Sue Robb of 4Children talks to Julie Laughton and Alison Britton from the Department for Education about the role of childminders in delivering the 30 hours free entitlement.
Closure of libraries could be ‘breaking the law’, Unite warns
The closure of local library services due to funding cuts could be breaking statuary duties, enshrined in legislation dating back to 1850, according to trade union Unite.
Unite has called for an immediate reversal of the continuing cuts to council budgets that fund libraries, saying that a ‘line in the sand’ needs to be drawn to stop the mass closure.
Over 400 libraries have shut within the past five years, and the union claims that this could actually be breaking the law due to the statutory duty of councils to provide ‘comprehensive and efficient’ library services.
Fiona Farmer, Unite national officer for local government, said: “We are asking government to keep our libraries open, reverse the council cuts, and have a fair funding formula for local authorities. It needs to be highlighted that local authorities have a statutory obligation to provide comprehensive library services as a quality service for communities. Libraries are a beacon of hope and practical assistance for people wishing to improve their literacy – we have one of the lowest levels in the developed countries; for those seeking employment; and as centres for strengthening community ties.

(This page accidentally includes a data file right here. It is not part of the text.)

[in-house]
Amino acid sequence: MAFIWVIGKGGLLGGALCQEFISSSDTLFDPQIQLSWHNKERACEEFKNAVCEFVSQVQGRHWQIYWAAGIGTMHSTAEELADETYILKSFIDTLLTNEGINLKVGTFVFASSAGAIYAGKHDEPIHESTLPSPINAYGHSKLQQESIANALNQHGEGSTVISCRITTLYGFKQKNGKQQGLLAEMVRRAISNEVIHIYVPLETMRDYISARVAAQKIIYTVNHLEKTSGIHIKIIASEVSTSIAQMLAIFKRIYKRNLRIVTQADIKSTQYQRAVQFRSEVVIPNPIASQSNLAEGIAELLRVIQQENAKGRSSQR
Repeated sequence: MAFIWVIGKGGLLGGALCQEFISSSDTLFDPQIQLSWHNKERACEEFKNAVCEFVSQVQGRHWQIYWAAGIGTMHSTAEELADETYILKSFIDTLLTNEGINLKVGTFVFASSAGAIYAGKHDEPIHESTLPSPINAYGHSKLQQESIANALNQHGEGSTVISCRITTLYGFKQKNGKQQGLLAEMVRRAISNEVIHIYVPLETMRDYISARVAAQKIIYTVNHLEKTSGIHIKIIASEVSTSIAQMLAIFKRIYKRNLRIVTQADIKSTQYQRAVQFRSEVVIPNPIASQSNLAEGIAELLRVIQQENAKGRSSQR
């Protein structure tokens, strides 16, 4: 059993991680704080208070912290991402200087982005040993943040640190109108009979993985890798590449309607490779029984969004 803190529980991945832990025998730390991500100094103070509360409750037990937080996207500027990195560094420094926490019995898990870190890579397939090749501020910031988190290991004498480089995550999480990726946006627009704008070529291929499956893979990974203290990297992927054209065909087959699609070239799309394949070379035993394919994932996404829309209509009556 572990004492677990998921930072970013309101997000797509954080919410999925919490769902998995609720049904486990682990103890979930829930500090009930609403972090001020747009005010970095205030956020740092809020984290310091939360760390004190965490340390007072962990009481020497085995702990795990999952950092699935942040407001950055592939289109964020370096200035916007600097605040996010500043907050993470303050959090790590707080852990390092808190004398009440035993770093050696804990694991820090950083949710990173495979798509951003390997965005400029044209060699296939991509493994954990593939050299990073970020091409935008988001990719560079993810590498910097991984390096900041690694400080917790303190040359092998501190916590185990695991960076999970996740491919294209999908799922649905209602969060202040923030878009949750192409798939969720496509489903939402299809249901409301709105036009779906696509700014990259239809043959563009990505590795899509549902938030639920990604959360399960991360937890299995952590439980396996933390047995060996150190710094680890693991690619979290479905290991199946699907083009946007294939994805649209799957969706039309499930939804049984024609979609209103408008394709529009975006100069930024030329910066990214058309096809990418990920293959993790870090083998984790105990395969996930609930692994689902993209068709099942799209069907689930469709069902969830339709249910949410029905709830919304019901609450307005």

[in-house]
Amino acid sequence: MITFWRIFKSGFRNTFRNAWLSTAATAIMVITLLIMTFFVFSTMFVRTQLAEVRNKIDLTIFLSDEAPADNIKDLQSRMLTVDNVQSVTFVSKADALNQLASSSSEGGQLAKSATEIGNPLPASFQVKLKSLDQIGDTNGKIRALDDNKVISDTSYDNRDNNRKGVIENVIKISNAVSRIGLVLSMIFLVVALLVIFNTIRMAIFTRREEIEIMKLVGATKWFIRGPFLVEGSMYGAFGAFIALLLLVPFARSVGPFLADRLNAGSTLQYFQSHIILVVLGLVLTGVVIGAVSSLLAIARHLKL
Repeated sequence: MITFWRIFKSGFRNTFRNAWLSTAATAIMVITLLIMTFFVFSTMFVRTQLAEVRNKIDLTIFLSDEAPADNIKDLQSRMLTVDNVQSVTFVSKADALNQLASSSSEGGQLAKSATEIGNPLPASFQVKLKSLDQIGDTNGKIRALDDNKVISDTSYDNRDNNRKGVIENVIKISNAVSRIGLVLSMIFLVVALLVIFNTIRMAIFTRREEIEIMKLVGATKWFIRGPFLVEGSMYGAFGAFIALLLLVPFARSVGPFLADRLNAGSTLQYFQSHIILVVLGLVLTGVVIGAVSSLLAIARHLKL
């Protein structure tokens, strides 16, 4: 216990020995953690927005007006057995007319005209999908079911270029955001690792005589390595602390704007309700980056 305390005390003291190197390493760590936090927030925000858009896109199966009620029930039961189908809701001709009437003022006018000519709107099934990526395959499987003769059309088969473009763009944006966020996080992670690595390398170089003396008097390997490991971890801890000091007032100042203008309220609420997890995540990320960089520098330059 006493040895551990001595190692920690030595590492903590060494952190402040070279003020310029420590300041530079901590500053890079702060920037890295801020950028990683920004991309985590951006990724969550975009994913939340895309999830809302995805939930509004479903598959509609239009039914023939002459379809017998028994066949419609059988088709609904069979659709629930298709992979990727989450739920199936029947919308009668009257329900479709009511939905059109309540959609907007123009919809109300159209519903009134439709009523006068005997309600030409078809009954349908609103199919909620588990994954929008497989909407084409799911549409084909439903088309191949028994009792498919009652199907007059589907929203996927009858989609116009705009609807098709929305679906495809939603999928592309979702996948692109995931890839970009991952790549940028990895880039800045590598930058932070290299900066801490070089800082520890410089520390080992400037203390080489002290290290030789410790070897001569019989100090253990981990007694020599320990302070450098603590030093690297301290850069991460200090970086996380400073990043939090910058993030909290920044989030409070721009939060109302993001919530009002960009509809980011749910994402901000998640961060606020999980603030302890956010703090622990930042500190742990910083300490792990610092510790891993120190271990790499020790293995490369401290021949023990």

“The 1964 Public Libraries and Museums Act outlines the statutory duty incumbent on councils to provide a quality library service and the legal obligation of the culture secretary John Whittingdale to improve public libraries in England. National and local politicians see libraries as ‘a soft target’ in this time of austerity, but they could be pushing up against the boundaries of legality, if they persist on this course. Councils could be breaking the law, so now is the time to draw a line in the sand and stop these closures.”